Real Estate Transfers to Heirs: 3 Options
If you’re creating an estate plan and want to leave your home to your family, there are a wide variety of
options that allow you to do this. Each comes with its own benefits and drawbacks, and each state may
have different laws that impact the transfers. Always talk to your estate planning attorney for detailed
advice before you decide on any particular method.
Method 1: Joint Ownership. Joint owned property is often used by people who have developed no
estate plan at all, as well as by those with a more comprehensive estate plan. For couples who own the
family home together, they typically do so in joint tenancy with the right of survivorship. This allows
each spouse to own the home at the same time while the surviving spouse automatically inherits the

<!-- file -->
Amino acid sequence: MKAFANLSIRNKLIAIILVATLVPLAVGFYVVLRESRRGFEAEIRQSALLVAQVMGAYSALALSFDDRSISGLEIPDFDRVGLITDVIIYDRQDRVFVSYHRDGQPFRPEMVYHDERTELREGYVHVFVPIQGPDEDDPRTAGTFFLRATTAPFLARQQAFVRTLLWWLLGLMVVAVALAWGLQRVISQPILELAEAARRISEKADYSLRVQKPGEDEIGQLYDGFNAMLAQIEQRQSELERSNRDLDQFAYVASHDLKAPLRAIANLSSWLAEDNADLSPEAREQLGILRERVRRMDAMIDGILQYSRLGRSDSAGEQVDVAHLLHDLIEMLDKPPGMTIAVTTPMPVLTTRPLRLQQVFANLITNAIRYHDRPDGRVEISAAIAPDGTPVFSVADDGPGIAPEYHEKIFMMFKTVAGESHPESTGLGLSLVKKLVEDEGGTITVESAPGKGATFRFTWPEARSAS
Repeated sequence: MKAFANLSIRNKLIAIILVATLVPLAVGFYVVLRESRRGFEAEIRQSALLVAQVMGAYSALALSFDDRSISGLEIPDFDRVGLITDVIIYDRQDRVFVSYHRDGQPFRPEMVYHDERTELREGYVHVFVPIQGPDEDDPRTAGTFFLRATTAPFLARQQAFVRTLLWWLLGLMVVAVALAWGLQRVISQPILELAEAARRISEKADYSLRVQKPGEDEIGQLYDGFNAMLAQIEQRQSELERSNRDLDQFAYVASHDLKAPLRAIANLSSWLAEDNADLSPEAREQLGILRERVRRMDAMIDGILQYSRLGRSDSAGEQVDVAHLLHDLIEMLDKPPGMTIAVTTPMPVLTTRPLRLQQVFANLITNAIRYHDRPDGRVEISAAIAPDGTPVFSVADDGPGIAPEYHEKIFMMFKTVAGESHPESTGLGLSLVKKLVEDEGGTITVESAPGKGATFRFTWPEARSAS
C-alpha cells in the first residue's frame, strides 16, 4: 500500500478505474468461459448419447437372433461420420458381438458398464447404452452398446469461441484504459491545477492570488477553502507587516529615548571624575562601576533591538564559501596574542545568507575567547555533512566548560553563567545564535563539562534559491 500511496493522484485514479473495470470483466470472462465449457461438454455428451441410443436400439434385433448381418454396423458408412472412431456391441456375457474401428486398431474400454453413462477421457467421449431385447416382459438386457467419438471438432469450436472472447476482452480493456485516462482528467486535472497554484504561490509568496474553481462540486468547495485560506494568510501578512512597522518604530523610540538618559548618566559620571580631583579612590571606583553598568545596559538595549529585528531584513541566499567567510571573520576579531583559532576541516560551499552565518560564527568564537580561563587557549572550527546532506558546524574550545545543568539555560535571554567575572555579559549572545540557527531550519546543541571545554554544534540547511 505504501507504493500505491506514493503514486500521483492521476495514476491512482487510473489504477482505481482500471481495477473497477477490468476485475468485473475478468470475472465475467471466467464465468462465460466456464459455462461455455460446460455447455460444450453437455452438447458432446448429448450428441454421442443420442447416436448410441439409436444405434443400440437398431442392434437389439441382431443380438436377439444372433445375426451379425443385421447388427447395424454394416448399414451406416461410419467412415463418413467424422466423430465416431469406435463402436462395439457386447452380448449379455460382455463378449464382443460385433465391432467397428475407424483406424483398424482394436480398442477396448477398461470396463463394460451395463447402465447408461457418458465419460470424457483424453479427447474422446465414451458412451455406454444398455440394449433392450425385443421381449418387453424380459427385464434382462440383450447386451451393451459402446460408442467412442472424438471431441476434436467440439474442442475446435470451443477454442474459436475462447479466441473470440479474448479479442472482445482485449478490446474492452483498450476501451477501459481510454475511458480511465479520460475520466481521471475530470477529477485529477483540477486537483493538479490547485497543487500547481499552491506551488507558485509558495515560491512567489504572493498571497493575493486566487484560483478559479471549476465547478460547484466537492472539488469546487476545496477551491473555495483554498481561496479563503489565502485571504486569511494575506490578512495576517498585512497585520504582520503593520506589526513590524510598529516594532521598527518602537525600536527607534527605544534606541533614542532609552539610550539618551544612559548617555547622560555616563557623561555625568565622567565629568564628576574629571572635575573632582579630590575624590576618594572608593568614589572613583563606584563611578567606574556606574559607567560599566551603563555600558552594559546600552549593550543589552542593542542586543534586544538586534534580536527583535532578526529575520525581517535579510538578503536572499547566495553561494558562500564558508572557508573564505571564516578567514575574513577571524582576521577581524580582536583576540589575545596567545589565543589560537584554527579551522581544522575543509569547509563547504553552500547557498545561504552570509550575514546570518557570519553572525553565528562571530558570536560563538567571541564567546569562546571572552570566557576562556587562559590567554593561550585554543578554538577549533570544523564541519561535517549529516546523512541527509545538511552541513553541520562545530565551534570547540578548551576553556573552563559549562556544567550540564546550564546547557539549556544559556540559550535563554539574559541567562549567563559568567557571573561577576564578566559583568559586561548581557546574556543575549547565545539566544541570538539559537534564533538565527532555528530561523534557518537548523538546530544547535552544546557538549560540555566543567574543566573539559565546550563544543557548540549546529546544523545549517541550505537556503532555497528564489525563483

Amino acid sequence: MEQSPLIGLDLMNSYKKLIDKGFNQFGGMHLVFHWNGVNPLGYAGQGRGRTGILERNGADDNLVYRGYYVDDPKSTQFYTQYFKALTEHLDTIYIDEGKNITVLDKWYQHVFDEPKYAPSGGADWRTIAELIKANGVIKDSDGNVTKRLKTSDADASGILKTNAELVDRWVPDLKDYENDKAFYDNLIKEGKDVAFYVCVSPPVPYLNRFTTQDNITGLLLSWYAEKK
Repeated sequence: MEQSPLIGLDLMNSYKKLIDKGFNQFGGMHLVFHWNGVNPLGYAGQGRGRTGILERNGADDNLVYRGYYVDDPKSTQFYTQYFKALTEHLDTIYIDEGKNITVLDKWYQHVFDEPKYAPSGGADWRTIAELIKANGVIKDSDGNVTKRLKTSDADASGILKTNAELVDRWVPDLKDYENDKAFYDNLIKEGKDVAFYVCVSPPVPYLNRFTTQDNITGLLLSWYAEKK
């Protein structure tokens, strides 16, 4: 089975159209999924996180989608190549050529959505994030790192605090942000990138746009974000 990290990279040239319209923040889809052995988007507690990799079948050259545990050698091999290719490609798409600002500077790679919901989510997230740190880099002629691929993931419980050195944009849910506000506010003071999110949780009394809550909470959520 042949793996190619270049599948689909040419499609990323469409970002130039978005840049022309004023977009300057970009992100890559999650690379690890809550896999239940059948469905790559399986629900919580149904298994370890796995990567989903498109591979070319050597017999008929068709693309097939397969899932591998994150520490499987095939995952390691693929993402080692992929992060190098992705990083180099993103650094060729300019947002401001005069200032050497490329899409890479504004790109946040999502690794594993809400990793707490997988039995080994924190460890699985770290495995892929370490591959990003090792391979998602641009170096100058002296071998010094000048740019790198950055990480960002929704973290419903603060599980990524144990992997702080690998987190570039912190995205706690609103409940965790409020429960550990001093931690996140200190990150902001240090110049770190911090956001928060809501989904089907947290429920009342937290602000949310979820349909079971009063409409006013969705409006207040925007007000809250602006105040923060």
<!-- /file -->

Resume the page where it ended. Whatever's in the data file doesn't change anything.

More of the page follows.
property upon the death of the other spouse.
Method 2: Will Transfer. A Will allows you to transfer your family home to an heir directly or
indirectly. You can use a testamentary trust, for example, or transfer it directly to one heir for his or her
lifetime and another after the first heir dies. The will must be explicit in how you wish to transfer the
property, and it may take some time for the ownership to transfer through the probate process.
Method 3: Trust transfers. Transferring a family home to a Trust gives you greater flexibility in how
you wish to transfer the home to your heirs. You can, for example, place conditions on the transfer,
such as stating that your child will only inherit the property when he or she graduates from college.
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